A great resource to mitigate risks can be found in the ASTM D37; Standard Guide for Cleaning and Disinfection at a Cannabis Cultivation Center; Aw ASTM Standards for Cannabis Flower: D8196 – Standard Practice for Determining Water Activity in Cannabis Flower; and D8197 – Standard Specification for Maintaining Acceptable Water Activity Range for Dry Cannabis Flower.
Sanitary environments are critical from seed to sale.
Figure 2, Right. Powdery mildew development on leaves, stems, and flower buds of Cannabis sativa, caused by Golovinomyces cichoracearum. 2
Use the principles of HACCP to guide and maintain the integrity of your work. Each principle builds on the next to create a solid foundation to build and operate a safe and consistent management system. Establish storage conditions in your control and transport; determine the temperature and humidity for each product type (gummies do not tolerate heat, and certain ingredients are sensitive to humidity which could change the potency). This includes evaluating the stability of each of the ingredients when in final product form (how long do they remain potent).
Depending on the ingredients used, i.e., the formulation, gummies can take on or reject water. Most typically let out the water, then that water has nowhere to go (trapped in the packaging), and the product molds. This is why commercially produced gummies are coated in wax, literally to trap the water inside the product. Inadequate gummy formulations lead to water permeability; change in cannabinoid content is the least of the concerns.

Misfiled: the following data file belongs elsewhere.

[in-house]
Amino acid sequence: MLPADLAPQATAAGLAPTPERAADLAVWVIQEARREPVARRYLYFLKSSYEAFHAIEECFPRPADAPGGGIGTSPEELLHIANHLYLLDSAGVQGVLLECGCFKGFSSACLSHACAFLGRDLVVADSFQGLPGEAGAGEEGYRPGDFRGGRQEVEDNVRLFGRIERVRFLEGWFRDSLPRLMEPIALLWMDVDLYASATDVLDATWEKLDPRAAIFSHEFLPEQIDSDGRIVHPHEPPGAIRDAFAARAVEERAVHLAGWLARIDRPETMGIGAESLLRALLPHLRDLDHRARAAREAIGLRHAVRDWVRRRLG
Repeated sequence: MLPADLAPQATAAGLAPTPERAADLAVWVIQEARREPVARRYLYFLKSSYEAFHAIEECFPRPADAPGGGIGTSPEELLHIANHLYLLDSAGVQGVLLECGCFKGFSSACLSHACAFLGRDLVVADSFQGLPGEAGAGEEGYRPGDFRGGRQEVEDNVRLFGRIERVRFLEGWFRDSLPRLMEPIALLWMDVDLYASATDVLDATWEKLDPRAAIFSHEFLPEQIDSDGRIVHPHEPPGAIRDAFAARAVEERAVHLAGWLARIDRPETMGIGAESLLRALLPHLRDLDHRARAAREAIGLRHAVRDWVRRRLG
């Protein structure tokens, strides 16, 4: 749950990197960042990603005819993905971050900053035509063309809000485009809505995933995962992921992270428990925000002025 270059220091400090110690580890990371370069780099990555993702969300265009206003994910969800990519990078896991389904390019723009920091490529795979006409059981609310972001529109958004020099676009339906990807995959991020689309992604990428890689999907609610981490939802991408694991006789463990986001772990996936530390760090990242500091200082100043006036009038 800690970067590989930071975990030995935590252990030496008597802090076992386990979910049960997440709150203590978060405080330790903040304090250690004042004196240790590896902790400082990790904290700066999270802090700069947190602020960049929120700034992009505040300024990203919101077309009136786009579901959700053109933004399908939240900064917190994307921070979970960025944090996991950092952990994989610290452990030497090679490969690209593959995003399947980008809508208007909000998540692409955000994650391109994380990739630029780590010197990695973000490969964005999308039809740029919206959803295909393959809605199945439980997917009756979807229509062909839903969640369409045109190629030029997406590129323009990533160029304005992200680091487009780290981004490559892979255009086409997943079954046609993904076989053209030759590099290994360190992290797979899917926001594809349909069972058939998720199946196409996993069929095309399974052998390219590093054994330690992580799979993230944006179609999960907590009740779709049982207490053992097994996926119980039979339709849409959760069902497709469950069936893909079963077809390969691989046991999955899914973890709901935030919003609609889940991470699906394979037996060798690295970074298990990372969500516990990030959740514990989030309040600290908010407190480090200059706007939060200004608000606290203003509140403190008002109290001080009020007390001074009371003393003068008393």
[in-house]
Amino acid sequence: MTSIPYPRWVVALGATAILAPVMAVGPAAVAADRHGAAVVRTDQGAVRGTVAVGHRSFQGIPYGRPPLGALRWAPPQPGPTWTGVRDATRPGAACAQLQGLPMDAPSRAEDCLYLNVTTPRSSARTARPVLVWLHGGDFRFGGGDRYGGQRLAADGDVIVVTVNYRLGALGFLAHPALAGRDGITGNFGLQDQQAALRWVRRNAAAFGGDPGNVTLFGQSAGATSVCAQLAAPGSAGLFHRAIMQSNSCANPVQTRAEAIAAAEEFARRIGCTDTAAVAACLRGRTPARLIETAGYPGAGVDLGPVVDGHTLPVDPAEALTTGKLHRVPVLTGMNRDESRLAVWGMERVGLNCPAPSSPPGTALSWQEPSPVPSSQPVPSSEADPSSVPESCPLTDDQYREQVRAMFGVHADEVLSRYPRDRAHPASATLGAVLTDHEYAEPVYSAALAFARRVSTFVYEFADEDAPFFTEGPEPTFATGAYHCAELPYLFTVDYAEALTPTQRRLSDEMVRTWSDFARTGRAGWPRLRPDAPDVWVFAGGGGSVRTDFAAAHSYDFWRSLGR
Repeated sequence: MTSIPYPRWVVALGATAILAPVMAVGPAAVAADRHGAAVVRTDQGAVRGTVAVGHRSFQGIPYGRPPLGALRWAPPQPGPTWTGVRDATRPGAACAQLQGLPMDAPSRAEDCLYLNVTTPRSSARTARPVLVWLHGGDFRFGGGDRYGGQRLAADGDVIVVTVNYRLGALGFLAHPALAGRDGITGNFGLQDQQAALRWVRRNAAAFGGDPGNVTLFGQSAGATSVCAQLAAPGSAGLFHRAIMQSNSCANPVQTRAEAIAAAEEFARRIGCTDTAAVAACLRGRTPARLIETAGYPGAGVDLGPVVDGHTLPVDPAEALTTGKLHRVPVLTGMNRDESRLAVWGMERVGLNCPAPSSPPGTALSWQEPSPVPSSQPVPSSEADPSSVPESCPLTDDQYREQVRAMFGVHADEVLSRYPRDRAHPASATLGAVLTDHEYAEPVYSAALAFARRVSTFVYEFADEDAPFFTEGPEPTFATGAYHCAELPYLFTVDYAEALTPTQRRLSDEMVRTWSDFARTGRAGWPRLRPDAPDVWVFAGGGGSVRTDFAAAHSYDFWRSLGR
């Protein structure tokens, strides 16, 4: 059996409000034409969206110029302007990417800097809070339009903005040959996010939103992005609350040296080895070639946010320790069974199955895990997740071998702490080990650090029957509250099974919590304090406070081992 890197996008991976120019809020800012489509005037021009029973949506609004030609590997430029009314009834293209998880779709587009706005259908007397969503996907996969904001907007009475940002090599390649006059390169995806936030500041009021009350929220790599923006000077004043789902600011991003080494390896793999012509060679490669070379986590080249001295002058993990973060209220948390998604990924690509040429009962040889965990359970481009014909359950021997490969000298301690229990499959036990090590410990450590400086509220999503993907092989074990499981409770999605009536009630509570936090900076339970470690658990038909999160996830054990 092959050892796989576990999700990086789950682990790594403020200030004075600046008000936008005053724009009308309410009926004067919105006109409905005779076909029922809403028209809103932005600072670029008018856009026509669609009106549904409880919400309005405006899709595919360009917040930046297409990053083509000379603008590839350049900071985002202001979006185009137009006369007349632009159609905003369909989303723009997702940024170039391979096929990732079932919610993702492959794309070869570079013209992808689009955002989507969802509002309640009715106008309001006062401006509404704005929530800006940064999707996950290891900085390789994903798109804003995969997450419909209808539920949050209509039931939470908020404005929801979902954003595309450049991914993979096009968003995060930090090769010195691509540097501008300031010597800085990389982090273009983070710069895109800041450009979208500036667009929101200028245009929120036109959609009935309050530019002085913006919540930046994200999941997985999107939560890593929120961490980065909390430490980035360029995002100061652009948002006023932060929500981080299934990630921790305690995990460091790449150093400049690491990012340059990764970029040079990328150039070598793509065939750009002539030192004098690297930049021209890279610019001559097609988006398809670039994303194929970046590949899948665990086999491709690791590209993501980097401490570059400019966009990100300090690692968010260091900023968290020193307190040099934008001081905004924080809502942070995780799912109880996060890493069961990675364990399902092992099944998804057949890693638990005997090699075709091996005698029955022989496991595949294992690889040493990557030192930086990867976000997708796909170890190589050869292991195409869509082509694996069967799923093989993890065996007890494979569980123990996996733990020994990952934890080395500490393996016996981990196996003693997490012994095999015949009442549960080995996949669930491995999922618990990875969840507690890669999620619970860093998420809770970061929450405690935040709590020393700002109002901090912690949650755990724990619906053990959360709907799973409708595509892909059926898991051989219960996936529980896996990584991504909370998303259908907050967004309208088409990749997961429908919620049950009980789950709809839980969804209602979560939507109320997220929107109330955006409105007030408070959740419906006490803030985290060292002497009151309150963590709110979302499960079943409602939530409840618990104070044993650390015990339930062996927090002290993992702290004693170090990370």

General chapter 659 on Packaging and Storage requirements published by the USP (United States Pharmacopeia and the National Formulary, USP–NF) is a great resource. Though not all cannabis products may be for the medical market, using the standards of excellence from the USP is the best way to minimize product failure and help ensure consumer safety. Packaging 659 states that packaging materials must not interact physically or chemically with a packaged article in a manner that causes its safety, identity, strength, quality, or purity to fail to conform to established requirements.
Empower your cross-functional team to apply and implement HACCP through your organization. In doing so, you will have the discipline and tools to mitigate risks and prevent costly downtime. Your consumers benefit by having safer, consistent, and quality products. Finally, collect the data and share the story. We all need to drive improvement and produce safe consistent products for our consumers. HACCP systems are a tried-and-true tool to achieve this.
Please note that prerequisite programs such as current Good Manufacturing Practices (cGMPs) are an essential foundation for the development and implementation of successful HACCP plans. This article is intended to level up your current manufacturing processes and mitigate your exposure to potential recall or unsafe products in the marketplace.
For resources on how to establish an effective HACCP system and other quality management related tools, consider adopting the best practices defined in ASTM D8250 – Standard Practice for Applying a Hazard Analysis Critical Control Points (HACCP) System for Cannabis Consumable Products and/or following the guidelines provided in ASTM D8222 – Standard Guide for Establishing a Quality Management System (QMS) for Consumer Use Cannabis/Hemp Products and ASTM D8229 Standard Guide for Corrective Action and Preventive Action (CAPA) for the Cannabis Industry.